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NHL: Hawks rebound from lopsided loss to rout stalwart Sharks

Jumping on a juicy rebound

CHICAGO – The plane ride home as Saturday bled into Sunday was uneasy, but it had only a little to do with turbulence or fishtailing upon hitting the runway.

The Blackhawks were fairly bad in the preceding hours in Nashville, and they sat on that until everyone reconvened the next evening to absorb a predictable message from coach Joel Quenneville: Feel the disappointment and respond immediately against one of the best teams in the NHL.

“We were all embarrassed,” winger Patrick Sharp said. “Thankfully, we had a short turnaround to get back out there to play again.”

A crisp, tight, almost entirely stress-free 5-1 victory over the Sharks was a strong tonic for whatever misfortunes irked the Hawks.

There was scant space and a manageable 24 shots allowed. There was no special-teams swoon against one of the league’s most potent power plays.

Even the regular dose of offense – featuring goals from four different scorers – came with a cherry on top. The Sharks were the league’s third-stingiest team, allowing 2.05 goals per game, and the Hawks piled on nevertheless, led by Sharp’s two scores and the first goal by Kris Versteeg upon his return to the club.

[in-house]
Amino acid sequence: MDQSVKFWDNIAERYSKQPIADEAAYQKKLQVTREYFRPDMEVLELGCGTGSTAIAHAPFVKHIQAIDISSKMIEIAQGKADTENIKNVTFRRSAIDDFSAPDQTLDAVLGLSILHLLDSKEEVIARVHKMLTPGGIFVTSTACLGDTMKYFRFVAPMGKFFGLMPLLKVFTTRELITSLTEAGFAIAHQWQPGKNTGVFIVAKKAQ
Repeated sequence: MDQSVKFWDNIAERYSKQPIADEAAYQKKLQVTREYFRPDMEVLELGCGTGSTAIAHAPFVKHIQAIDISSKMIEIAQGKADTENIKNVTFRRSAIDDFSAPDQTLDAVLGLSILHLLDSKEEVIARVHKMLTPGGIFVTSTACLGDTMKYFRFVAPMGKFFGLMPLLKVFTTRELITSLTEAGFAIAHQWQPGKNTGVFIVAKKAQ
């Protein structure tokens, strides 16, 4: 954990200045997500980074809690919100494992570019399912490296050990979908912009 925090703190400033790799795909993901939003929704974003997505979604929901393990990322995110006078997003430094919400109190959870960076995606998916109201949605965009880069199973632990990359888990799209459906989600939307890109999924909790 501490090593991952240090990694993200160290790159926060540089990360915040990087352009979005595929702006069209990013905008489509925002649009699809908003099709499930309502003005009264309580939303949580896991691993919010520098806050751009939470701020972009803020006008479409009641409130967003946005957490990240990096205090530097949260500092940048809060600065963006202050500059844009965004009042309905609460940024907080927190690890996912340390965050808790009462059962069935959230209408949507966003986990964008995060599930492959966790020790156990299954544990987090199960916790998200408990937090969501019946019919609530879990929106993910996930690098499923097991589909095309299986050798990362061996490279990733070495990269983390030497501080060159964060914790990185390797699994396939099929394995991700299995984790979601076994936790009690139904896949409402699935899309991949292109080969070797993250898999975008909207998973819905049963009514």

“That’s the sign of a good team, one that always comes back and faces adversity,” Versteeg said. “[Saturday] night wasn’t the result we wanted (7-2 loss). Tonight, that was really a team effort. A lot of guys stepped up with big games.”

This was a juicy rebound, indeed. Brandon Pirri started the scoring in the first period, pouncing on a Patrick Kane shot that deflected off the leg of the Sharks’ Scott Hannan for a 1-0 lead.

Then came the one lapse of the night, significant only because of the response that followed. Corey Crawford absorbed a Joe Pavelski blast in the second period and dropped the puck, watching it scoot behind him for an equalizer.

Answers came in due time. First was Sharp’s one-timer off a beautiful Marcus Kruger cross-ice feed for the go-ahead score, four minutes after Pavelski’s good fortune.

Then in the third period, as the defense continued to constrict space, goals via Jonathan Toews, Versteeg and Sharp’s first career penalty-shot conversion eroded the Sharks’ hope.

“Our ‘D’ started it all,” Crawford said. “We didn’t give them too much. We just carried it into the offense later when they were trying to press and get some goals. We opened up the game and pretty much finished it at the end.”

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